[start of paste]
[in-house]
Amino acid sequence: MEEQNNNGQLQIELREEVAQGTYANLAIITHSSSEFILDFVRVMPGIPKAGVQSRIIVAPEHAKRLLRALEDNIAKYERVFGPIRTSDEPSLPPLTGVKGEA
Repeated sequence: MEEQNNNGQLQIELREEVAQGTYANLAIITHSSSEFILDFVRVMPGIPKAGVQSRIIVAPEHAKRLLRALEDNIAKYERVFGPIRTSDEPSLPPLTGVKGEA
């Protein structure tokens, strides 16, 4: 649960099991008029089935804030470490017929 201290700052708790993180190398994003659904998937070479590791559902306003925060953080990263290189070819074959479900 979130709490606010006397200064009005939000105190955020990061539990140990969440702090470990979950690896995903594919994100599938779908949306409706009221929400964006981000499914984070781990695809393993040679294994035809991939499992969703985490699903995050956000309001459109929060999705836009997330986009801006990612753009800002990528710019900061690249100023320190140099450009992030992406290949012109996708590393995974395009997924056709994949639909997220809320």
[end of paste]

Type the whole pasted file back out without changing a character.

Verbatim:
[in-house]
Amino acid sequence: MEEQNNNGQLQIELREEVAQGTYANLAIITHSSSEFILDFVRVMPGIPKAGVQSRIIVAPEHAKRLLRALEDNIAKYERVFGPIRTSDEPSLPPLTGVKGEA
Repeated sequence: MEEQNNNGQLQIELREEVAQGTYANLAIITHSSSEFILDFVRVMPGIPKAGVQSRIIVAPEHAKRLLRALEDNIAKYERVFGPIRTSDEPSLPPLTGVKGEA
């Protein structure tokens, strides 16, 4: 649960099991008029089935804030470490017929 201290700052708790993180190398994003659904998937070479590791559902306003925060953080990263290189070819074959479900 979130709490606010006397200064009005939000105190955020990061539990140990969440702090470990979950690896995903594919994100599938779908949306409706009221929400964006981000499914984070781990695809393993040679294994035809991939499992969703985490699903995050956000309001459109929060999705836009997330986009801006990612753009800002990528710019900061690249100023320190140099450009992030992406290949012109996708590393995974395009997924056709994949639909997220809320």